I didn't study Animation at uni*, so at the age of 30, I felt at a disadvantage - I didn't have a clue about any of the latest animation techniques or how to work in 3D art other than traditional sculpture. I've known about Escape studios for a while - I had a friend who studied Compositing there, and I had been to a couple of open days - so it automatically popped up in my mind. As I'm sure I've already explained, Escape couldn't help me with my dream to become an animator because they pulled the course, just as I was ready to sign up...but they did introduce me to Alex a course in learning Maya with Escape, and a course learning Animation techniques with Alex followed.

I felt confident with Escape, the 3D art they created blew my away. But not only had I been given a personal recommendation from a friend, but the work their students is excellent - knowing Alex had connections with them, and seeing his showreel, I knew I was in the right company with him too. The animation techniques I'm learning are brilliant and easy to understand and follow (however, mastering them, is another matter). If I hadn't found either, I guess I would be looking for more schools or colleges with good reputations, good work to show for what they do and a good feel for their connections with the industry...THEN I'll approach a studio with my "let me become an animator with you" approach. Escape will help you find work when you finish a course, but I understand that they would charge a finders fee to the studio-potential-employer, which studios don't like, for obvious reasons! So, the networking approach is one I hope to explore to its full potential! It's still early days, but it's always good to be prepared!

*Some great uni courses for animation and working with 3D art, as I understand, are at Bournemouth University and the University of Kent.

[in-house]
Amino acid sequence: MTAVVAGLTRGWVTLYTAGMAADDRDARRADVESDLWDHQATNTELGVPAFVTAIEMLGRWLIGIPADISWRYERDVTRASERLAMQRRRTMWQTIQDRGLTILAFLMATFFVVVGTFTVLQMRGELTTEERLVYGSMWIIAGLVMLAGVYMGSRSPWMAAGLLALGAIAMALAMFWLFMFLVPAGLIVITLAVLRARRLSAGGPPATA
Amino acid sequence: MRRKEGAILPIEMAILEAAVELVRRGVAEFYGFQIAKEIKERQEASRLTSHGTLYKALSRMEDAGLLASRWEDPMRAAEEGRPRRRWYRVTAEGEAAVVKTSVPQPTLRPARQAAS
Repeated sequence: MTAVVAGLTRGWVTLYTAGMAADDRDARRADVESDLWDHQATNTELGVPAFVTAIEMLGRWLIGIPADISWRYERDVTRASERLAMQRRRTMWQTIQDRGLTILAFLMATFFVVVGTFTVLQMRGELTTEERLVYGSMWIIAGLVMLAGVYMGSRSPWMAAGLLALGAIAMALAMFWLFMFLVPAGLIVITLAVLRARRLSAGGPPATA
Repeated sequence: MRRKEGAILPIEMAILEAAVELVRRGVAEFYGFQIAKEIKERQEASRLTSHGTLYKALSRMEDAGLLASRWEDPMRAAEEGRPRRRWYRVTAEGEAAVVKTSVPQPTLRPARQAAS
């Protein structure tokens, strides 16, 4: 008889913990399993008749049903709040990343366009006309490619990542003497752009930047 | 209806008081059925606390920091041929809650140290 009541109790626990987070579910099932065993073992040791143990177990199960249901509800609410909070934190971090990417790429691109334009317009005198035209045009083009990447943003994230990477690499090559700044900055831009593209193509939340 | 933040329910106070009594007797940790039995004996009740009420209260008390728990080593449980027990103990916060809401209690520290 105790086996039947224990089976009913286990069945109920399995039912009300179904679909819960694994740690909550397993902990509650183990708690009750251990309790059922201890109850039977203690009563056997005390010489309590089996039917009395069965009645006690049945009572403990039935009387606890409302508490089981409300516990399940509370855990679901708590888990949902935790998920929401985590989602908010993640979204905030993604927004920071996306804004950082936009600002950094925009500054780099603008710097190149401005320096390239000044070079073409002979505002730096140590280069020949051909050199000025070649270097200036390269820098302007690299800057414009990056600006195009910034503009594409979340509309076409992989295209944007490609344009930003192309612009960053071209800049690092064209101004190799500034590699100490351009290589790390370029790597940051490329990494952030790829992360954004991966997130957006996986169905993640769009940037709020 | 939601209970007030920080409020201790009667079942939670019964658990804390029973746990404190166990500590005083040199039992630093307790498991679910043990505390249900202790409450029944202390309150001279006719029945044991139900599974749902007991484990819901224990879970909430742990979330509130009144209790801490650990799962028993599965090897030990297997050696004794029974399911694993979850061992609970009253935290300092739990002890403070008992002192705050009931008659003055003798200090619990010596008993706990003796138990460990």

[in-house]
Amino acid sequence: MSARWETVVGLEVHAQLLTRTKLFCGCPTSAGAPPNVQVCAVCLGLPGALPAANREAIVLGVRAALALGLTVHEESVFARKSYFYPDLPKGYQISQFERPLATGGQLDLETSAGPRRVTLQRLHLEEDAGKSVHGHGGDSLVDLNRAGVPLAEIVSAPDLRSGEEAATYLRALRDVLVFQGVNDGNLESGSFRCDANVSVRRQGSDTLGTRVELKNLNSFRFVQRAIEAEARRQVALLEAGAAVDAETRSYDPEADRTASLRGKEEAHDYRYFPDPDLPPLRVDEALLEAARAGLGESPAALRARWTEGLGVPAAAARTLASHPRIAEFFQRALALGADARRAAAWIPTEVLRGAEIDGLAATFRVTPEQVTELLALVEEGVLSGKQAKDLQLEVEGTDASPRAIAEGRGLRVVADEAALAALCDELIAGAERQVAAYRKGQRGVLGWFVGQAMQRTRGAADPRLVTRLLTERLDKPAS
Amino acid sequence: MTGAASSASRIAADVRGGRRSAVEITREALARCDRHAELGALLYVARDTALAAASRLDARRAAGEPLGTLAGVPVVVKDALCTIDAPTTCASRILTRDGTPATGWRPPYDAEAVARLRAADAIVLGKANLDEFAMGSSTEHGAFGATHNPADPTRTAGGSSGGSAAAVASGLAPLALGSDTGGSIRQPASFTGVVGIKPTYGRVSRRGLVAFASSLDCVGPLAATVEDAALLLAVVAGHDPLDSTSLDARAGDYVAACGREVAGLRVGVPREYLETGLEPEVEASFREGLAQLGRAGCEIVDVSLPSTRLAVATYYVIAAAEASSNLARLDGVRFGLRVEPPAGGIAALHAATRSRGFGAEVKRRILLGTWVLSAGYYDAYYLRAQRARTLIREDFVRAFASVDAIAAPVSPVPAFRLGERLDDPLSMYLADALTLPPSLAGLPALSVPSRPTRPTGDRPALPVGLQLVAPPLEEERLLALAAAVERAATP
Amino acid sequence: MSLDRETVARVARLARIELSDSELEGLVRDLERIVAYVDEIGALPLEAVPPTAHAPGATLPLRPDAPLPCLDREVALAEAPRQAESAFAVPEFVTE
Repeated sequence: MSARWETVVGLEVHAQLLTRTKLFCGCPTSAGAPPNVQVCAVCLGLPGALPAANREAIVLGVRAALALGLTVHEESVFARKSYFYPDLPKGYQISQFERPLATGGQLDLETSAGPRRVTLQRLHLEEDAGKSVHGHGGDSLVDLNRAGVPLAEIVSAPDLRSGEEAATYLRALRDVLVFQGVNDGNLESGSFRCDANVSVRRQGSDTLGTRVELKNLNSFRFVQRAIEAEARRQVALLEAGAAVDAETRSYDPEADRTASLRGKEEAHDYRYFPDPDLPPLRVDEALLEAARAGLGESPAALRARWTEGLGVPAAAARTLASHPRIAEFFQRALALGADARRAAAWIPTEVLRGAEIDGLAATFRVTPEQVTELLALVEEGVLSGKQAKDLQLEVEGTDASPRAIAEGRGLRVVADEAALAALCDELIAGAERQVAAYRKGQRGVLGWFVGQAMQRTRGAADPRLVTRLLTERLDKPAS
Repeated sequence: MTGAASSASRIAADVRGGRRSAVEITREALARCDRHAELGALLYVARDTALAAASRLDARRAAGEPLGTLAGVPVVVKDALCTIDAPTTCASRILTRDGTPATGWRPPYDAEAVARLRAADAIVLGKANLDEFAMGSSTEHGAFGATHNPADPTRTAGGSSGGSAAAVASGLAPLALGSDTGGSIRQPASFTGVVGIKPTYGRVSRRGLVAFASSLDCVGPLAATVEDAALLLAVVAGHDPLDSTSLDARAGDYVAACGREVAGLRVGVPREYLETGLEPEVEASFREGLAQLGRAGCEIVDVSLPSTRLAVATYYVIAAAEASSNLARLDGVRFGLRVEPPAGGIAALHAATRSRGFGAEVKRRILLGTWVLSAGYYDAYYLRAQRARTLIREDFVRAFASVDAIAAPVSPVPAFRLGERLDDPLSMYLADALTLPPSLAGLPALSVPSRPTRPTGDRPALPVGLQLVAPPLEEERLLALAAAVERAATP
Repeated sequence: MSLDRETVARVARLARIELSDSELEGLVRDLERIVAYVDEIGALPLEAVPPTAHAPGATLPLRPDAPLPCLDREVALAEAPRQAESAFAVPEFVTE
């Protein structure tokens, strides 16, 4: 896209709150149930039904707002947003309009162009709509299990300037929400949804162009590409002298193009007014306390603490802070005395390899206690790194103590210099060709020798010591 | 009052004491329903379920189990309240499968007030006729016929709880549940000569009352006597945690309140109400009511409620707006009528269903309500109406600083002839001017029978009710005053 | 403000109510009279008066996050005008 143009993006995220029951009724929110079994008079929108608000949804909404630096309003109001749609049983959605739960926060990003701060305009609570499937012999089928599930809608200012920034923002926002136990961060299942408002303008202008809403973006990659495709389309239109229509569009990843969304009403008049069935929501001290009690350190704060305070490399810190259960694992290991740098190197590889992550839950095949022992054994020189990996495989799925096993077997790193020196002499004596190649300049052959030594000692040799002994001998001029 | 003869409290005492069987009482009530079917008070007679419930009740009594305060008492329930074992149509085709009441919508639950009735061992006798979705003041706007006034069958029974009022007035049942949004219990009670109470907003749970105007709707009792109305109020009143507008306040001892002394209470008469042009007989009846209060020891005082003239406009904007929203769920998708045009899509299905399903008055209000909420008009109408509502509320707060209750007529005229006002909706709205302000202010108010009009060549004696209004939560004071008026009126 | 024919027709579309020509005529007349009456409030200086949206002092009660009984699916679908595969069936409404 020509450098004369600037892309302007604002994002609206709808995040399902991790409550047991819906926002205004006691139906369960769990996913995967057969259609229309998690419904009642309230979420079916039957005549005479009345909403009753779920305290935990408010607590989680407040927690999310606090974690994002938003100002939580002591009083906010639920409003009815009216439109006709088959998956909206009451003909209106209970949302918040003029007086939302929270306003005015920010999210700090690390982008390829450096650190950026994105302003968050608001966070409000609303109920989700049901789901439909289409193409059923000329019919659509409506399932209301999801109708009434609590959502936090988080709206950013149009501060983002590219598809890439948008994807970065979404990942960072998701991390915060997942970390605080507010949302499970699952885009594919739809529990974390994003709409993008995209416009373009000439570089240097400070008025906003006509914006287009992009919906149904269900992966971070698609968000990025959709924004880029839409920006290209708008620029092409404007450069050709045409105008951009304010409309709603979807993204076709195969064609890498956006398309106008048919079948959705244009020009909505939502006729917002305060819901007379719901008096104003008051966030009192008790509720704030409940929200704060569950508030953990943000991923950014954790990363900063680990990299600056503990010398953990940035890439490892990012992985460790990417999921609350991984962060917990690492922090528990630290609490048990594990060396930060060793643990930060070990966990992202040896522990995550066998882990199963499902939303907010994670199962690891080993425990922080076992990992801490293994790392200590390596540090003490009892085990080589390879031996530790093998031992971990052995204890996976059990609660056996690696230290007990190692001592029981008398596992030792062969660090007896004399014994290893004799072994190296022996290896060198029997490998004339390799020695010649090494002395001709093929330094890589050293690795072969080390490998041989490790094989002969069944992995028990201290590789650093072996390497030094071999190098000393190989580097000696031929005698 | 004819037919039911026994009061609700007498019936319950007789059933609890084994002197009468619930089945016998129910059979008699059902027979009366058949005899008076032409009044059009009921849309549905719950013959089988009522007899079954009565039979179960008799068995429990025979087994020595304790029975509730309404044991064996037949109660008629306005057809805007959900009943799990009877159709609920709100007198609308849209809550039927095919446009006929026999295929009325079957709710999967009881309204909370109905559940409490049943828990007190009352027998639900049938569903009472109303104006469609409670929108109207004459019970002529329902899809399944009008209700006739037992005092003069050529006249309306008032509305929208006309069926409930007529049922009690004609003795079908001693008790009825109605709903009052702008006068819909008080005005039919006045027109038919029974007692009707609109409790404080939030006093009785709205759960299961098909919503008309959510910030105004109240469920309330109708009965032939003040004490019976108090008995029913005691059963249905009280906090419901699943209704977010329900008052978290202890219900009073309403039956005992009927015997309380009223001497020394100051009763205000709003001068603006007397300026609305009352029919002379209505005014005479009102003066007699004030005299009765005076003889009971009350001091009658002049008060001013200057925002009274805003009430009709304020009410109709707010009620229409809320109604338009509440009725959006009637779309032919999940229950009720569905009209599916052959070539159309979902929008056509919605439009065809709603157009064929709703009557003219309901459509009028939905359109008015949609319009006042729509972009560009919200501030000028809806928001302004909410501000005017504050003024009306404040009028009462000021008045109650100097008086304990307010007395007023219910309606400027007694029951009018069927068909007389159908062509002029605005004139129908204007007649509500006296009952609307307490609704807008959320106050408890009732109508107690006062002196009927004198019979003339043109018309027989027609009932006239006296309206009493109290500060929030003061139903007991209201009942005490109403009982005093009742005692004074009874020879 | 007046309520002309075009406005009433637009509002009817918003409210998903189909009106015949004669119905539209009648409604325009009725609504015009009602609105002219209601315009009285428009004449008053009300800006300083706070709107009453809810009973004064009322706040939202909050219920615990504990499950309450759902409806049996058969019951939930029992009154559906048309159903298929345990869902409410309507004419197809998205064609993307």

Tuesday, 21 August 2012

Edinburgh Fringe Inspiration

I've been away for a few days at the Edinburgh Fringe Festival. Absolutely amazing. I've seen some cracking stuff...and also some naff stuff. Most importantly, I've been very inspired. A lot of things I saw made me think "that would make a good piece of animation" or "that was a really comical face expression" or "that walk would make a brilliant animated character".

Got lots of work to catch up on though, but I'm getting there.

Looking through my blog, I haven't told you the good news - at Escape, we've started rotating desks! It's the small things. But, what this means is that I won't be able to see the board for only a 1/3 of my time there (there are 3 rows of desks). This makes such a difference - being able to say really enhances ones learning, when needing to follow what is happening on a board in front of you!

So, yes, I've got lots of work to catch up on, so more from me soon.

Wednesday, 8 August 2012

Working With Wonderful Wacoms

It's been another busy week. My biggest achievement was to use a Wacom Tablet! To be honest, I was nervous about it, I've always used a mouse. Basically, Wacom tablet lets you use the Maya software (and any software really) using a pen stylus on a tablet. It completely replaces the mouse. It's weird, you just hover the pen over the tablet and it moves the cursor around your screen. It also has little buttons on your pen, to use the respective middle and right clicks. It's going to take some getting used to, but I'm really excited and have already done some Maya modelling with it! I got my Wacom tablet from Amazon, I'm using the Wacom Bamboo Pen Graphics Tablet from and I'm really pleased with it (it only cost me about £50, bargain!). You can also get Wacom tablets on so it's definitely worth shopping around.

Head modelled in Maya
See link for image credit.
I also started modelling heads and modelling furniture this week! Quite a comparison, lol. The head picture on the left is from a design page at Swinburne University of Technology, Melbourne I'm linking because there are some pretty nifty tutorials on how to model in Maya, so definitely worth taking a peek.

I'm beginning to feel more and more confident about using Maya. It's taken a few weeks, but things are starting to sink in, and some techniques are turning into autopilot in my mind.